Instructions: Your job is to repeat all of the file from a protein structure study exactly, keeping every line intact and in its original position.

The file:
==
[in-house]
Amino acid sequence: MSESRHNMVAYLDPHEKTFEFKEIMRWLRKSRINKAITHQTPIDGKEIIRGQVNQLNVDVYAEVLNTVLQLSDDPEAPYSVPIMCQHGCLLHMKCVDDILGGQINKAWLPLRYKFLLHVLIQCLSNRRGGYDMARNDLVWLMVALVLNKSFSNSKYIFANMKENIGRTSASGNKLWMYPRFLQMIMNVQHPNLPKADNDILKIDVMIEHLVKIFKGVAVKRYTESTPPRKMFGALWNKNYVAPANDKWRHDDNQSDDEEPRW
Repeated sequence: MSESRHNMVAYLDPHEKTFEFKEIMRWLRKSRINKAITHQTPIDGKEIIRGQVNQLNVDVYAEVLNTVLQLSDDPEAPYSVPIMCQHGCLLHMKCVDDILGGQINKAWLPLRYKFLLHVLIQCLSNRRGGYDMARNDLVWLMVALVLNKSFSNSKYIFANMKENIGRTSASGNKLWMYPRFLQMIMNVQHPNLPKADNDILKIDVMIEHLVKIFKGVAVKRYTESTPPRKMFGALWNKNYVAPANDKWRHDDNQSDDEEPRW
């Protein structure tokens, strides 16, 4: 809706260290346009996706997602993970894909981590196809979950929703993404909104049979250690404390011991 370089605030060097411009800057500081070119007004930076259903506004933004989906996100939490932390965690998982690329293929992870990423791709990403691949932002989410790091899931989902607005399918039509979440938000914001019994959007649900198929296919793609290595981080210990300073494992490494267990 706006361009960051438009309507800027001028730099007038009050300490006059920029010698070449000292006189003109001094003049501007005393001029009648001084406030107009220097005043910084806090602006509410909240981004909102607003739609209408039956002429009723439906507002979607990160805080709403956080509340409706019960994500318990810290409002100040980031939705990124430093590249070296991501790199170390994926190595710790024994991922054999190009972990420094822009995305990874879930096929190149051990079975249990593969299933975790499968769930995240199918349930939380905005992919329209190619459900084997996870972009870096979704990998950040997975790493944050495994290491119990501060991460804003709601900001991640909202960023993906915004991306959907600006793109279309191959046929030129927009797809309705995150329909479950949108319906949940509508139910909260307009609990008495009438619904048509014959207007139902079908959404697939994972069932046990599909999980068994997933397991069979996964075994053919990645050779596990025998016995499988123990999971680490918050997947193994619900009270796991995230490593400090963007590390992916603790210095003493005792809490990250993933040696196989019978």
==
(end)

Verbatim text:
[in-house]
Amino acid sequence: MSESRHNMVAYLDPHEKTFEFKEIMRWLRKSRINKAITHQTPIDGKEIIRGQVNQLNVDVYAEVLNTVLQLSDDPEAPYSVPIMCQHGCLLHMKCVDDILGGQINKAWLPLRYKFLLHVLIQCLSNRRGGYDMARNDLVWLMVALVLNKSFSNSKYIFANMKENIGRTSASGNKLWMYPRFLQMIMNVQHPNLPKADNDILKIDVMIEHLVKIFKGVAVKRYTESTPPRKMFGALWNKNYVAPANDKWRHDDNQSDDEEPRW
Repeated sequence: MSESRHNMVAYLDPHEKTFEFKEIMRWLRKSRINKAITHQTPIDGKEIIRGQVNQLNVDVYAEVLNTVLQLSDDPEAPYSVPIMCQHGCLLHMKCVDDILGGQINKAWLPLRYKFLLHVLIQCLSNRRGGYDMARNDLVWLMVALVLNKSFSNSKYIFANMKENIGRTSASGNKLWMYPRFLQMIMNVQHPNLPKADNDILKIDVMIEHLVKIFKGVAVKRYTESTPPRKMFGALWNKNYVAPANDKWRHDDNQSDDEEPRW
């Protein structure tokens, strides 16, 4: 809706260290346009996706997602993970894909981590196809979950929703993404909104049979250690404390011991 370089605030060097411009800057500081070119007004930076259903506004933004989906996100939490932390965690998982690329293929992870990423791709990403691949932002989410790091899931989902607005399918039509979440938000914001019994959007649900198929296919793609290595981080210990300073494992490494267990 706006361009960051438009309507800027001028730099007038009050300490006059920029010698070449000292006189003109001094003049501007005393001029009648001084406030107009220097005043910084806090602006509410909240981004909102607003739609209408039956002429009723439906507002979607990160805080709403956080509340409706019960994500318990810290409002100040980031939705990124430093590249070296991501790199170390994926190595710790024994991922054999190009972990420094822009995305990874879930096929190149051990079975249990593969299933975790499968769930995240199918349930939380905005992919329209190619459900084997996870972009870096979704990998950040997975790493944050495994290491119990501060991460804003709601900001991640909202960023993906915004991306959907600006793109279309191959046929030129927009797809309705995150329909479950949108319906949940509508139910909260307009609990008495009438619904048509014959207007139902079908959404697939994972069932046990599909999980068994997933397991069979996964075994053919990645050779596990025998016995499988123990999971680490918050997947193994619900009270796991995230490593400090963007590390992916603790210095003493005792809490990250993933040696196989019978």